The year 2015 marks the beginning of the Decade of Afrodescents to the United Nations and several narratives about its meaning and its implications arise in the political debate. Among these formulations, there is an agenda that points to the need to overcome some gaps between rhetoric and government decrees, proposed and discussed by several countries in international forums, and the current conditions of black people spread around the world. The structural racism promotes and perpetuates economic, political, historical, cultural inequalities, reproduces and maximizes violence and reduces the supply of rights. Thus, it is a driving force of oppressive conditions, where we find subaltern populations, raped and attacked in their fundamental rights, even in large democracies.
The Special Session of the UN General Assembly (UNGASS), which will be held in April 2016 in New York, will address the issue of drug policies around the world, and it is a historical window and a unique opportunity to evaluate and present proposals to overcome current paradigms of war. And it is essential to strengthen the participation of new voices who will present to delegations the issues faced particularly by producing countries and /or those that are in the trade route of illegal substances and live in conditions of extreme violence, with high levels of incarceration and mortality caused or legitimized by the war on drugs, as it is the case of Brazil, Mexico and Colombia, for example. There are 56 thousand deaths in Brazil and more than five hundred thousand prisoners, more than 27 thousand deaths in Mexico and 14 thousand in Colombia.
The dispute of narratives of Decade of Afrodescents, as well as the next historical period in drug policy in the world, that began with the mobilizations for the UNGASS 2016 is underway. Various organizations are mobilized and we need to drive all questions on this subject and help to set up agents in a common position to advance. We need to create the conditions, raise the voices of those who are suffering daily violence, either through the lethality of war, or by conditions of insecurity, stigma or denial of rights. In this scope it is essential to bring the centrality of racial issues involved in drug policy.
On the adoption of new parameters for the current drug law, we should adopt a set of criteria to avoid incarceration of the defendant, turning the individual even more vulnerable.
– The lower income per capita, the greater is the vulnerability;
– The lower level of education, the greater is the vulnerability;
– Trafficking without guns poses no risk to life;
– If the main household income comes from traffic;
– If the defendant is the breadwinner of the family nucleus, the arrest of this defendant will increase the vulnerability of dependents under his or her responsibility;
– Do not send pregnant women to prison.
We must seek consensus, setting as priorities the preservation of life; overcoming mass incarceration; promoting more rights, more citizenship and more public participation. It is also essential to defend ensured access for problem drug users, the right to be accepted in good quality public facilities under a harm reduction based approach, as well as the investment in autonomy and health promotion.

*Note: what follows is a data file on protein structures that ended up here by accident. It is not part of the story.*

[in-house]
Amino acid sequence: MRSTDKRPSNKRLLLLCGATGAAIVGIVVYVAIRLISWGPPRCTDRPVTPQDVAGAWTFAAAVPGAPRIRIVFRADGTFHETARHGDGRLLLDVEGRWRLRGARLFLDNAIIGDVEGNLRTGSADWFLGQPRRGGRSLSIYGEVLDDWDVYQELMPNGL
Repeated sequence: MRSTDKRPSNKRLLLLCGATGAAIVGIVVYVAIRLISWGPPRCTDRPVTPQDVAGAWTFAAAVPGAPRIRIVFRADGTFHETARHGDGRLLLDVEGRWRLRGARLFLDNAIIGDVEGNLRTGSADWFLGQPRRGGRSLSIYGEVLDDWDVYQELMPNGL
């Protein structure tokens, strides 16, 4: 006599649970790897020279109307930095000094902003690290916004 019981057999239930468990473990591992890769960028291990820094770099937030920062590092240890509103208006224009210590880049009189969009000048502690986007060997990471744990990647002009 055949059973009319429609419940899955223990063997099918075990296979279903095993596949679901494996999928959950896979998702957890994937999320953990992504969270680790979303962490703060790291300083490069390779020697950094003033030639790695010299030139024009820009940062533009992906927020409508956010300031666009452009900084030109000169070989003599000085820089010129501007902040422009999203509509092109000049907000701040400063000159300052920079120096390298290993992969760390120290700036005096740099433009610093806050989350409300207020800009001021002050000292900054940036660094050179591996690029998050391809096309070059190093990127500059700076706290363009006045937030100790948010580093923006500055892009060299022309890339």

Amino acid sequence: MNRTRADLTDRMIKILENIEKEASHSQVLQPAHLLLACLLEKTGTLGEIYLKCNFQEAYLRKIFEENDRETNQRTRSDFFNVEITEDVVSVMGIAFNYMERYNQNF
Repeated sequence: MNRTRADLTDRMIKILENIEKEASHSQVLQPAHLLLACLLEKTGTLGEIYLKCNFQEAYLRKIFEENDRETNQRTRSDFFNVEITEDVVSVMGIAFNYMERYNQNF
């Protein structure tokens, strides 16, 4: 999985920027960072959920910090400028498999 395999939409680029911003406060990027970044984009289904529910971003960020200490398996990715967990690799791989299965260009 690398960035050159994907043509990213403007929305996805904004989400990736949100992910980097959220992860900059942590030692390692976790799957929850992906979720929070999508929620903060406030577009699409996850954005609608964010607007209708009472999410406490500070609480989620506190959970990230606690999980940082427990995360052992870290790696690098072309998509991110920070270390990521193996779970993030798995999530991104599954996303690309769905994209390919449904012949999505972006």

Chair: It’s a broad picture that you painted, thank you. Lets continue with civil society.
Yolande A. Cadore, Drug Policy Alliance: ‘break the chains’ is the preeminent organisation making the link between drug policy and race. There is no other way to explain the mass arrest of black and brown bodies. How did we get here? Is it bad policies, or is it black people? Only 5% of the world’s population, but nearly 25% of the imprisoned population. There are more than 1.5 million drugs arrests – 80% for drug law violations. Black people are far more likely to be stopped and searched, arrested, and convicted and then burdened with a lifelong felon record. The fed’s instituted mandatory minimums in 1986. The brotherhood (?) stated that the war on drugs has led to mass incarceration and was compared to enslavement – it was estimated that 1 in 3 African American men would go to jail if the trend continued. Between 1997 – 2010 we have seen a 70% increase in woman being incarcerated for drug offenses. Important that policy makers change the policy approach. To answer questions about this, we need to dig up our racist past. We must look at how it started – policy makers were able to build a racist system of law on antiquated, racist conceptions of black people. The continuing theme is confinement of African Americans. Black lives mattered in the 17th century and the 20th century. Policy makers must be intentional in recognizing our humanity and making policies based on this recognition. It has penetrated the very fabric of black life and society in the states. In many states drug conviction means a lifetime ban from social assistance. We have devised a policy system that perpetuates this, an obsession with suppression of African Americans. Marijuana suppressed the Mexicans, opium suppressed Chinese, there is no difference with crack and African Americans, history repeats itself. Must be proportionate sentencing for crack cocaine – it should be 1 for 1. Any other ratio is simply racist. Recent harm reduction approaches taken by the Obama administration are encouraging, this must be reflected in laws to protect African Americans. Must end mass incarceration – black lives matter in drug policy making. At this UNGASS, the US government must recognize this. Policies must be grounded in human rights and health. We urge the US to decriminalize drug possession.